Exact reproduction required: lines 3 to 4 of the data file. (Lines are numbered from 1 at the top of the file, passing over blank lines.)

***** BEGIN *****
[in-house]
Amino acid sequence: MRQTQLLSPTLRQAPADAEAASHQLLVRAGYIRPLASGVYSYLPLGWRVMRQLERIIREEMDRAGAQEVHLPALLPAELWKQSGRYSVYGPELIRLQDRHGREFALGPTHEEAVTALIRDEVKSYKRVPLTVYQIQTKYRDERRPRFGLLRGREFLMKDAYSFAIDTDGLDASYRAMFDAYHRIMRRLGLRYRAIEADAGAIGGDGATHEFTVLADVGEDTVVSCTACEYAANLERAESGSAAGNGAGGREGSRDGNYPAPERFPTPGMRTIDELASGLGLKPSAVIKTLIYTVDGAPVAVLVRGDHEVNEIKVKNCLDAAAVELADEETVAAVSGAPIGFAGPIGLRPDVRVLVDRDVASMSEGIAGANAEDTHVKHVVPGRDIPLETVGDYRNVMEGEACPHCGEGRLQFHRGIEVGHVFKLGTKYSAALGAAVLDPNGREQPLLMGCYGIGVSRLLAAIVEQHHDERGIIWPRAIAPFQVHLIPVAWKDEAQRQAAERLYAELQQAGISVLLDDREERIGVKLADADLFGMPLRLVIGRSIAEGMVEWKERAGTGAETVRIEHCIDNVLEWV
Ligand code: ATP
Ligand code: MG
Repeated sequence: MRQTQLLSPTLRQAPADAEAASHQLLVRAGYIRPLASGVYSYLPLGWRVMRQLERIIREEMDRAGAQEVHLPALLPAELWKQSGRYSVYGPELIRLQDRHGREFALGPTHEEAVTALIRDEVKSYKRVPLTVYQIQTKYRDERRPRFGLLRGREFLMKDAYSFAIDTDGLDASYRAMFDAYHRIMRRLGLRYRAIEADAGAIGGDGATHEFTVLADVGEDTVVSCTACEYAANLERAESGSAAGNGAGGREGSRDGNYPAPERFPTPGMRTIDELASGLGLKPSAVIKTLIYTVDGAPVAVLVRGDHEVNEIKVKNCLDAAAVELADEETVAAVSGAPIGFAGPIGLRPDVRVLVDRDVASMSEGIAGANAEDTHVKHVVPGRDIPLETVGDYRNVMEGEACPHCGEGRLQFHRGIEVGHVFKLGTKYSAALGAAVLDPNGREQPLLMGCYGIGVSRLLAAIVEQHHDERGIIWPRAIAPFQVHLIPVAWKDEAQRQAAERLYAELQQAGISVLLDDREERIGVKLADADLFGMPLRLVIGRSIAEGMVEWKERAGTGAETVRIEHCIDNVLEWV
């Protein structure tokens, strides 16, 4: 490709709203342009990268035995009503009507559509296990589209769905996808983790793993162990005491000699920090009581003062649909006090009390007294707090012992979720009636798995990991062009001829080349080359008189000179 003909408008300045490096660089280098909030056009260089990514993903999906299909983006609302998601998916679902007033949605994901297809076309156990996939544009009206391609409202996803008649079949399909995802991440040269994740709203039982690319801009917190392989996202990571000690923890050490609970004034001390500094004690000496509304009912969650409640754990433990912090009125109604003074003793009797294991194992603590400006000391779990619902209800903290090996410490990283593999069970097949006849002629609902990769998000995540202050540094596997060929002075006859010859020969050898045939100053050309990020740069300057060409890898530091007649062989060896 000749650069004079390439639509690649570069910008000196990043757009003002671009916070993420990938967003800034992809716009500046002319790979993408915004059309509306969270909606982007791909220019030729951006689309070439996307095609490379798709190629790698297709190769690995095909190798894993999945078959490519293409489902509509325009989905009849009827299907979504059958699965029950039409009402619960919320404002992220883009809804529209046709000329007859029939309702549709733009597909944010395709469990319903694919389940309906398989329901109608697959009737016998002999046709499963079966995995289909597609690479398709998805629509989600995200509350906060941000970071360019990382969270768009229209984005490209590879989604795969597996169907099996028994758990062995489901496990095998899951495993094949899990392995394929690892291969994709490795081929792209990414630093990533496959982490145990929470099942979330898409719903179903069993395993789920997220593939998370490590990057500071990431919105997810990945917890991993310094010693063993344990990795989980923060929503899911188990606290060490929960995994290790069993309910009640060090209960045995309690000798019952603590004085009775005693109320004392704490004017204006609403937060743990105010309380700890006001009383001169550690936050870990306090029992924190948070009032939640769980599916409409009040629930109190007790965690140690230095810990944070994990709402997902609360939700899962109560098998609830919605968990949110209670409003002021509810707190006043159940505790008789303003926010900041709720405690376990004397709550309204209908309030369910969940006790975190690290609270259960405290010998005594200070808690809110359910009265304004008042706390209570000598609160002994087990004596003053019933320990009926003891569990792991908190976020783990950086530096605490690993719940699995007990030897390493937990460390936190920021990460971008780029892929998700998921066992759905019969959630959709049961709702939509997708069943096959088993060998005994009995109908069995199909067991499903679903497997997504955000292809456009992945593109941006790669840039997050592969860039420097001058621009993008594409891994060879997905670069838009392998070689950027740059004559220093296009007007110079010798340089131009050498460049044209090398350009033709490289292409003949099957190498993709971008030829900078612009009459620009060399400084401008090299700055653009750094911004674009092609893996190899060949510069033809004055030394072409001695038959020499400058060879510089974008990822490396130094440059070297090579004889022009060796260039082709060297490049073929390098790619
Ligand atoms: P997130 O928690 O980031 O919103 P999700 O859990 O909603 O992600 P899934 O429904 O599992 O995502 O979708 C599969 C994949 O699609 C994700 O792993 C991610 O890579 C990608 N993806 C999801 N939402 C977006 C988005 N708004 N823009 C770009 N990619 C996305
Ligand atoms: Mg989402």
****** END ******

Ligand code: ATP
Ligand code: MG